The CPU that I am targeting is VLIW with no hardware interlocking (the next instruction does not wait for the previous to complete). This leads to fairly complex scheduling, but can be generally accommodated well in LLVM.
However, I have a small number of useful instructions with quite complex scheduling interactions between latency, register liveness and which have more than one register as input and more than one as output.
LLVM assumes that input registers are read as an instruction commences and become dead at that time; while output registers are committed when the instruction latency is complete and they become live at that time.
But for some instructions this is not the case. I have one particular example of an instruction where one of the input registers is read and becomes dead as the instruction starts, but the other input register is read and becomes dead at the commencement of the following cycle. It also writes-back one of the output registers at the end of the 2nd cycle which is when that register becomes truly live, and the other output register is written-back 4 cycles later which is when it becomes live.
The TableGen descriptions do not seem to have any means of binding a register-liveness schedule to specific operands.
So far I have omitted supporting these particular instructions as I can’t figure out how they can be modelled within LLVM. Does anybody know how I might approach describing these kind of semantics to LLVM so that I can safely schedule them?
Variations of this involve instructions designed for pipelined execution, and in pipelined mode then schedule for some operands is different than for single-issue execution.
I remember in particular that Fujitsu FR has / had something like this, but they implemented the solution at the actual instruction level when dealing with assembly. Performing a division required running div0, then a series of about 20 div1, then a div2s or div2u or similar to complete the output. It was sort of what I imagine VLIW instructions do in microcode, but had to be written out. What about treating this similarly at the MachineInst level as a PseudoInst or Bundle type format or something to allow other instructions to be inserted where they can be efficiently pipelined without infringing on register use-liveness delay, but emitting it as a single instruction in the original position with the other insts not emitted? In any case it sounds like a difficult proposition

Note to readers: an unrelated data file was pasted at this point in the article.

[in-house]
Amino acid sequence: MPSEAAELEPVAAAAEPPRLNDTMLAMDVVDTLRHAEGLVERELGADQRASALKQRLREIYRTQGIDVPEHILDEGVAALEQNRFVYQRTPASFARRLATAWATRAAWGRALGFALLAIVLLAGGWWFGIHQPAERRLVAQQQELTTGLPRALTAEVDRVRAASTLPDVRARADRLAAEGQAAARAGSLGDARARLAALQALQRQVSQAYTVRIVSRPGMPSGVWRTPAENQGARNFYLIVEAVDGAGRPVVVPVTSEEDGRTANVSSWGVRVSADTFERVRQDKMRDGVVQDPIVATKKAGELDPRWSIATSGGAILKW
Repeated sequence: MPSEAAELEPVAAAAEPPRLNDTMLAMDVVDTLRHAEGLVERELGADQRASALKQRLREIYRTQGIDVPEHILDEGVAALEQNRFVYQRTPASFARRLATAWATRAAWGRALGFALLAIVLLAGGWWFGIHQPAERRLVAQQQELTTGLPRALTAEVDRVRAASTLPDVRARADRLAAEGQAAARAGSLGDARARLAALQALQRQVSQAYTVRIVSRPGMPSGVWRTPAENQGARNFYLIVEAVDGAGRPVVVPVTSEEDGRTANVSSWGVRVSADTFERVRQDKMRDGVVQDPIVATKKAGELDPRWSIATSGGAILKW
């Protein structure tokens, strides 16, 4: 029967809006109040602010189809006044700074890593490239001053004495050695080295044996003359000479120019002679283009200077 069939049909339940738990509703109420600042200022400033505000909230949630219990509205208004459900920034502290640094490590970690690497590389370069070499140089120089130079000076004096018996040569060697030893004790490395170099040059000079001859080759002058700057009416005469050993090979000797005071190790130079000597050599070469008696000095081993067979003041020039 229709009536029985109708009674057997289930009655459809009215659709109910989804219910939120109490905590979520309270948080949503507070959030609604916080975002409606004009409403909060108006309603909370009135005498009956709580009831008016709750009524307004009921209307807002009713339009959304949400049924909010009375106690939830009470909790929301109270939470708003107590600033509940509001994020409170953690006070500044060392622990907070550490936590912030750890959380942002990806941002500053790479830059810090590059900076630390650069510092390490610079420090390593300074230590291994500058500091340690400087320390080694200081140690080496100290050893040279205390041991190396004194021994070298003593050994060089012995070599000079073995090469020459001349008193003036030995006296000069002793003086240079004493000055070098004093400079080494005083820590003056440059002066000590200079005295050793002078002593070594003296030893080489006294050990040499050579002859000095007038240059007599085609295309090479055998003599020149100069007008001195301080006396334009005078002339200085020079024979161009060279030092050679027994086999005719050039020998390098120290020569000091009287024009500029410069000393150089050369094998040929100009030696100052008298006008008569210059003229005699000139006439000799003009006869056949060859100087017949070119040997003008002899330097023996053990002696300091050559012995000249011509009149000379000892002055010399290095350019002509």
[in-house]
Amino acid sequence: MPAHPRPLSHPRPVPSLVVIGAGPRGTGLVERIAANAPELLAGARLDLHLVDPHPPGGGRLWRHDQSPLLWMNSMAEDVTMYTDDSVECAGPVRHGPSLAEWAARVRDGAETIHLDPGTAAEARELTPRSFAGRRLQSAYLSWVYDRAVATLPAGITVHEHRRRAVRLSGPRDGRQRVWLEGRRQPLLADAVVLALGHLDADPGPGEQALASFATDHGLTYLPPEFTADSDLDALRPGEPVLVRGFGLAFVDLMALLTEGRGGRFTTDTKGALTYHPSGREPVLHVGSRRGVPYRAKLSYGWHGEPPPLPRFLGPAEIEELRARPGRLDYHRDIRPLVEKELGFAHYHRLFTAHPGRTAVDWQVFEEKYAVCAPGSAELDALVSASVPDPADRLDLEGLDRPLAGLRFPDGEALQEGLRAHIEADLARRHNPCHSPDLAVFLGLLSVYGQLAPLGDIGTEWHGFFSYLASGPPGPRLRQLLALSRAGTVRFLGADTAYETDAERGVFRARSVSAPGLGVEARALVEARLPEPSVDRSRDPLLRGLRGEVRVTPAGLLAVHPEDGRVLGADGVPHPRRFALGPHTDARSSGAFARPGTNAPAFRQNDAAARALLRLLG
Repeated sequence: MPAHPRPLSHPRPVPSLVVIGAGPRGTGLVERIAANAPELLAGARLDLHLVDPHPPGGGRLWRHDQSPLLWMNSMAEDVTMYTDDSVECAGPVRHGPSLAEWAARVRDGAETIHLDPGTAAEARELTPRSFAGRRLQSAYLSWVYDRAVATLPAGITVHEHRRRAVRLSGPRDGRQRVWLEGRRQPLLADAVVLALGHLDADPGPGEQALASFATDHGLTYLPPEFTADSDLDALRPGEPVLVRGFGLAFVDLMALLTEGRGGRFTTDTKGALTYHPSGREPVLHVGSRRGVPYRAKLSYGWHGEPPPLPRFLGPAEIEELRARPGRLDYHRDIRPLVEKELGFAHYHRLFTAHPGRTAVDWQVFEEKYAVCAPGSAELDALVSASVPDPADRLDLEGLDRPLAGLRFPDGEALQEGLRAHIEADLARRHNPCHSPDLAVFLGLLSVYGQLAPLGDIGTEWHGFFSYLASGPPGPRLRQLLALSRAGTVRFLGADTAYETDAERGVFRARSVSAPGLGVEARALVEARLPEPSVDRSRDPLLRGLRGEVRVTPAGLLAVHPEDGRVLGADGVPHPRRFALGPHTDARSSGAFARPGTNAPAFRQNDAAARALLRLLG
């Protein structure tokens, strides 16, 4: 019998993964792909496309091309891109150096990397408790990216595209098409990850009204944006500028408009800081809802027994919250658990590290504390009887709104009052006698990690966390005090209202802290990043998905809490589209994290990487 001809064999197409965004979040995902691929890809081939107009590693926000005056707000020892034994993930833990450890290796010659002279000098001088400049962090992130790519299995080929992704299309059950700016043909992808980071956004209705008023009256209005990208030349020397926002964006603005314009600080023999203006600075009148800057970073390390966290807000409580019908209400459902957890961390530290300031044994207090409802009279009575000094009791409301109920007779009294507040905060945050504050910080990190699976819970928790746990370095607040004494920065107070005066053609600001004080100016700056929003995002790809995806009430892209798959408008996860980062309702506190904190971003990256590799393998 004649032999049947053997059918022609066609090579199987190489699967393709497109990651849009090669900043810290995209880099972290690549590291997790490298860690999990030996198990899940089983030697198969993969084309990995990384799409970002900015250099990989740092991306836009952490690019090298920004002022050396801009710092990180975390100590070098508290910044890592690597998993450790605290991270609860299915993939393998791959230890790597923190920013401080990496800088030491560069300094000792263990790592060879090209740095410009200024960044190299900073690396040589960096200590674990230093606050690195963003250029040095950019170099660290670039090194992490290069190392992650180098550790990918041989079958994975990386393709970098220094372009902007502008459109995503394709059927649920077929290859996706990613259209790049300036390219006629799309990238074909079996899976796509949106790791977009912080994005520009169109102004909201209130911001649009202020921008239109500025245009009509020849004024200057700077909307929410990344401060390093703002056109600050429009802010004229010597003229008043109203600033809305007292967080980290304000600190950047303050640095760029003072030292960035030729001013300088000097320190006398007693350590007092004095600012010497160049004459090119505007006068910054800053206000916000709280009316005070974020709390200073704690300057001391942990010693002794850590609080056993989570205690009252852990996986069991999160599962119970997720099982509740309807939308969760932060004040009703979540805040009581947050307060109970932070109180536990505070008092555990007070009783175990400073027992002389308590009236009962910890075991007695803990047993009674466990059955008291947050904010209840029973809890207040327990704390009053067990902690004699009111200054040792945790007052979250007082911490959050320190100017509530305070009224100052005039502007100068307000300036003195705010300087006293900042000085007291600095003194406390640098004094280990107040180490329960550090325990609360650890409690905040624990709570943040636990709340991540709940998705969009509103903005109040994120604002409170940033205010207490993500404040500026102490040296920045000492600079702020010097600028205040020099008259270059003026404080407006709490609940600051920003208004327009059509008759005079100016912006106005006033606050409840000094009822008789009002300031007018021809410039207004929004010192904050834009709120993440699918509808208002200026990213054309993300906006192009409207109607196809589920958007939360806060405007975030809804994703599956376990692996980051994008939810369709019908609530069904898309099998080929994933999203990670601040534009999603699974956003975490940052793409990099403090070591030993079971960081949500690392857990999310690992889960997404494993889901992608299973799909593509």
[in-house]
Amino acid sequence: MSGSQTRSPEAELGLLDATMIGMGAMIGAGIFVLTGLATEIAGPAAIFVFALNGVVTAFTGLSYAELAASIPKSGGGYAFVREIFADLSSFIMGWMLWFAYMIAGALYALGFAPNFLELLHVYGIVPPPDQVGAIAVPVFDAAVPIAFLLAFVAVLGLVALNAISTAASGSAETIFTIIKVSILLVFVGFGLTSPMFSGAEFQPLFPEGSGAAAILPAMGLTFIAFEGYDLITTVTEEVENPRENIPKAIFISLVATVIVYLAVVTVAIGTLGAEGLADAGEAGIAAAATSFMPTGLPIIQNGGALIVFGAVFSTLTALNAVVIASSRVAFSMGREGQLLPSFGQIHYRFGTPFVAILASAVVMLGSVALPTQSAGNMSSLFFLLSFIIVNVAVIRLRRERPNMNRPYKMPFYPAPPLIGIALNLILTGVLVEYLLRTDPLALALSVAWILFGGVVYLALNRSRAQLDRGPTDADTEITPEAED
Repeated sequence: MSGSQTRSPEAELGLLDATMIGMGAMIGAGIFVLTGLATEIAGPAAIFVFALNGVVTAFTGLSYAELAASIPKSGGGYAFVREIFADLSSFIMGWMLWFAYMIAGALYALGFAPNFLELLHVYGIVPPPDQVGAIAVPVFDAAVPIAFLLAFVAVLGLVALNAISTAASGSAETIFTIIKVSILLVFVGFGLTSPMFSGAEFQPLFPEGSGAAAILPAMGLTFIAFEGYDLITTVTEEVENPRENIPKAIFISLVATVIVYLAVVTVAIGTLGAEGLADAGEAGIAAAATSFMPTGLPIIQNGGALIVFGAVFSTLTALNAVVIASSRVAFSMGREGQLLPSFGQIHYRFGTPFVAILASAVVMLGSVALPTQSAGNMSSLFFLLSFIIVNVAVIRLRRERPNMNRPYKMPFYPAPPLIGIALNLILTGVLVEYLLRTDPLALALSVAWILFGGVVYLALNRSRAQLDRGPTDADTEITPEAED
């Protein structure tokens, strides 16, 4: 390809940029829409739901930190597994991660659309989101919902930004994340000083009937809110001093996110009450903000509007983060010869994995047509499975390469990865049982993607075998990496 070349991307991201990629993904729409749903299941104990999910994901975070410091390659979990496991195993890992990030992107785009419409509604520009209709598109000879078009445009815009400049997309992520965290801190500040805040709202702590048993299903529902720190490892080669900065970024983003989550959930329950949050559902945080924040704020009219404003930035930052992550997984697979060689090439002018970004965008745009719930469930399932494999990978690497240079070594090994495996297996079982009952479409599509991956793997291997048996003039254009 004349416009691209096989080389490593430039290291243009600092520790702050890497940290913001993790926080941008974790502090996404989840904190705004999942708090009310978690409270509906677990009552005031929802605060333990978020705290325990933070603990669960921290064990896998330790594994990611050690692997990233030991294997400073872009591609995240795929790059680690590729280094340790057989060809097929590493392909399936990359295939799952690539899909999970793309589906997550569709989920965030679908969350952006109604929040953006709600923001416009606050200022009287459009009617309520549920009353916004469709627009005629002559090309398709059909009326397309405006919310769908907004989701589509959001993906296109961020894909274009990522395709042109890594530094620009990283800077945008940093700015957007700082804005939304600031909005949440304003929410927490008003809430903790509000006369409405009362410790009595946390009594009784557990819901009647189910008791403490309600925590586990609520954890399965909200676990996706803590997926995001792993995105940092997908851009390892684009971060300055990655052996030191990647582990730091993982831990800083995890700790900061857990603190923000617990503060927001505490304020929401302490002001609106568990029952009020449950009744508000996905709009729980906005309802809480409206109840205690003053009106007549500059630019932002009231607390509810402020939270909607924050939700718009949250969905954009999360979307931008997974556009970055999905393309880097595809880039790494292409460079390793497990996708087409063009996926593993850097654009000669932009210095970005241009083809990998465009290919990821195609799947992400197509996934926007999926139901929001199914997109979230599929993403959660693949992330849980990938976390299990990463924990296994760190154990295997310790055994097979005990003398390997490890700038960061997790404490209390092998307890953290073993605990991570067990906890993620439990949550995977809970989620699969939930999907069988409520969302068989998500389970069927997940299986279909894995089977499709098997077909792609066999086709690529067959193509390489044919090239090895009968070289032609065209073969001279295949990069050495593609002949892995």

Maybe take a look at whatever is being done in the ARM backend about the LMDIA STMIA style instructions which have different timings depending on how many registers they load or store. In that case I don’t know if the loaded registers are all materialized at once after an appropriate delay according to processor timing or whether the additional cycles taken by versions with more operands make the registers live as they go along. I’m guessing they modeled it as all outputs of the load being live after the full instruction delay, because ARM’s documents are unclear on whether or not any become live before the “normal” delay of a single load and the timings are weird. That’s why I suggest it though, it’s the closest thing I can think of to what you’re talking about and has very weird timings depending on how many registers are loaded at once, or did on ARMv7 anyway.
This sounds like ReadAdvance (grep the codebase); we use this to model a few instructions that fetch instructions earlier than would otherwise be necessary (or later!).